Don’t break the chain!


Over the last few months, I have been learning that I’m a chain person: when trying to establish a new habit, once I’ve done it a few days in a row, I want to keep the chain going. Every X, whether mental or physically marked on a calendar, gives me a huge sense of accomplishment. (It also releases a shot of dopamine in your brain, so there’s science to back up this chain method. There are even apps to help you keep a virtual chain, since a calendar you can mark with a red sharpie is so last century, not to mention you’d need multiple calendars if you have more than one habit you’re trying to establish.) Evidently, Jerry Seinfeld used this method. The story goes, another comic asked Seinfeld’s advice about coming up with new material. Seinfeld advised the new comic to write one joke every day. Seinfeld said he did use a paper calendar, a large year-at-a-glance one. And for every day he wrote a joke, he marked an X on the calendar.

Of course, for this method to work, the daily habit has to be reasonable. Seinfeld didn’t advise the amateur to come up with a new set every day. And even if I successfully make pasta from scratch three days running, I’m unlikely to continue that chain, no matter the rush of feel-good hormones; that activity just takes too much time. And my 3-year-old likes to help, and I only have so much patience for that. Not to mention, I don’t have the space in my freezer for that much fettuccine.

In one episode of her podcast The Lazy Genius (highly recommend this podcast–especially the two episodes about creating routines), host Kendra talks about forming habits and recommends choosing something so small, you can’t possibly fail. Like writing one joke, if you want to do stand-up. Want to start doing yoga every morning? Pledge to do one down-dog. That’s it. Want to start meditating? Commit to one minute. Or if that even proves too long (because meditation is really hard and my mind wanders 400 times in one minute), maybe try 10 seconds. Anyone can focus on their breathing for 10 seconds. Take two deep intentional breaths. There. Done. And when you’ve got a chain going for that, after a few days, or even a few weeks, add to it. One down-dog and one butterfly stretch. Double the meditation to 20 seconds.

In my case, I realized I needed to get back into a regular exercise routine. Winter was…cold. So I didn’t run…at all…for several months. I just can’t run in single digits. Nor did I even do my beloved DVD workout. I just couldn’t be bothered. But at the end of April, I had just climbed our two flights of stairs and had to pause telling Mike a story because I was so out of breath. (This is always the key indicator for me that I’m out of shape. I should be able to get from ground floor to third floor without breathing hard. And I’m really in a good place if I can do that while carrying my daughter.) And my in-laws had just visited and we’d talked about our visit this summer. I want to not feel too self-conscious wearing a swimsuit (I don’t think it’s possible to avoid all self-consciousness).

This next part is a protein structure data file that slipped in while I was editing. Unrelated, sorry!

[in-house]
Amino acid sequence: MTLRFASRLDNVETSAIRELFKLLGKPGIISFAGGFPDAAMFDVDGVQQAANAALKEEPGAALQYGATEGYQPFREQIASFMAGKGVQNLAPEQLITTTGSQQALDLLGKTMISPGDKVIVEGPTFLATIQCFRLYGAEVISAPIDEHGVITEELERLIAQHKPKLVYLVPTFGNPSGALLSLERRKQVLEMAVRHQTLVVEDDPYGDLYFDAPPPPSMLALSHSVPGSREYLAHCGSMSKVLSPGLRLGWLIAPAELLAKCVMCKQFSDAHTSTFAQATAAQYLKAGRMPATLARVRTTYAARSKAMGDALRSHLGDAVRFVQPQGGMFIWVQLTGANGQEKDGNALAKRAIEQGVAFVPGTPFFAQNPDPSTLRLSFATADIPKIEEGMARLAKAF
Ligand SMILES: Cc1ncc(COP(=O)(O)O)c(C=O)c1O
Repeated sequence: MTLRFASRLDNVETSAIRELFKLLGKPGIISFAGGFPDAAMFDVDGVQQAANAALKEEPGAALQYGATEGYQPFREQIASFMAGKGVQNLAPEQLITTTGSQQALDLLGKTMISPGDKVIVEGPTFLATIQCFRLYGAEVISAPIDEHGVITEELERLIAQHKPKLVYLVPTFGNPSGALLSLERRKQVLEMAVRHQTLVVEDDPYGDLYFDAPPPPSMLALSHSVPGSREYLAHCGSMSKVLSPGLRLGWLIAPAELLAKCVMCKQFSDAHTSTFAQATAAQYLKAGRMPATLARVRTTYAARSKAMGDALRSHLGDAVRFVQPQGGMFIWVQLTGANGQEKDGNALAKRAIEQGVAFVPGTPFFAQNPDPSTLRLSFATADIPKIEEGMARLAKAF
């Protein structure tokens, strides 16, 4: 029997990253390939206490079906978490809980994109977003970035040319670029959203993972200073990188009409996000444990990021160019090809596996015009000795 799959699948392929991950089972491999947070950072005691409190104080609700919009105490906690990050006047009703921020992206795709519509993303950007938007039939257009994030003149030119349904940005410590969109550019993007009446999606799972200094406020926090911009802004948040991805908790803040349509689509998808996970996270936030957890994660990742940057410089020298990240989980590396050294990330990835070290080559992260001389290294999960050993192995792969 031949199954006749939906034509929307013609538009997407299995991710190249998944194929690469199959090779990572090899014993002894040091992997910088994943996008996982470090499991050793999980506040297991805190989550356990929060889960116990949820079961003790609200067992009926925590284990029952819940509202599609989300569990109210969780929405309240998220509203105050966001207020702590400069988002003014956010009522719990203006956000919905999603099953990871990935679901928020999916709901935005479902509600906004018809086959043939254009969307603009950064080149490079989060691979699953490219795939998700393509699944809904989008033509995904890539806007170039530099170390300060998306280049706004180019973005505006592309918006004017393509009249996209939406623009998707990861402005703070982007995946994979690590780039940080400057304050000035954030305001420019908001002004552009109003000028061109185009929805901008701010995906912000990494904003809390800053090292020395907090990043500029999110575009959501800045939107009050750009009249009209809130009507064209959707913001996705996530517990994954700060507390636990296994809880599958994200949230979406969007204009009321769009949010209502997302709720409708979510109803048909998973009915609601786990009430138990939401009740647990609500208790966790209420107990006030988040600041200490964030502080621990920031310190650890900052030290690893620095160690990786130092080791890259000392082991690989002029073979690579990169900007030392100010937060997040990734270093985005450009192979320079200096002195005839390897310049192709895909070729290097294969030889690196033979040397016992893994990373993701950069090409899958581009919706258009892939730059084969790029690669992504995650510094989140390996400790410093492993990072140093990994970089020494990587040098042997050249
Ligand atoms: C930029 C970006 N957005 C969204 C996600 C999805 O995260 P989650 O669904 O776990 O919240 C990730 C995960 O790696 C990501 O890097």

So the first of May I determined to exercise for 10 minutes every day. Exercising just a couple days a week doesn’t work for me. I really need that chain effect. And as I’ve written about before, I can do anything for 10 minutes. (Except meditate, evidently. Gotta start with ten seconds, there.) Conveniently, the DVD has six 10-min workouts. I can do just one or I can do a couple. Often, I’ll get myself going by promising myself I only have to do one of those workouts but then I’ll tack on another one, because it’s only ten more minutes. But sometimes I really do quit after the first one. And that’s ok. If I’m exercising every day for ten minutes, that’s a great start.

I usually plan to exercise in the morning, since I find that’s a good way to start my day and then I’m done with my 10 (and often more) minutes and don’t have to think about how I’m going to work it in at some other point during the day. But some days, it’s just not possible, and if I didn’t have a chain going, I’d probably not bother. But I currently do have a chain going — a 19-day chain as I write this. So on Mother’s Day, when I read for an hour before church instead of getting in my workout (despite knowing we’d be out of the house all day hitting up my favorite crab shack, in Pope’s Creek, Maryland), I went for a 10 minute run that night after the kids were in bed, because I didn’t want to break my chain.

Hopefully this bodes well for achieving my summer goal of being able to fetch something quickly from our top-floor bedroom just as we’re leaving the house. And lounging happily by the pool at our Las Vegas resort.


About savoringeverymoment

I'm a grammar geek (I'm firmly on the side of the serial comma), the wife of a baseball fanatic, and the mama of two delightful, rambunctious children. I live in the nation's capital and attend a church where all are welcome and encouraged to use their gifts and talents.

2 responses »

  1. Your post reminds me of an Amazon Echo skill we added a few months ago (I think Mike posted about you all having an Echo?). It is called Chompers and is also a gimlet podcast. It comes out twice a day and basically coaches kids through two minutes of brushing teeth while telling them jokes and/or entertaining facts. If you do it on the Echo it will say how many times in a row you have brushed your teeth and it totally works for our preschooler. She is obsessed with keeping the chain! 😀 Anyway, highly recommend the skill if you don’t use it already! I will check out the Lazy Genius podcast too. Sounds interesting!

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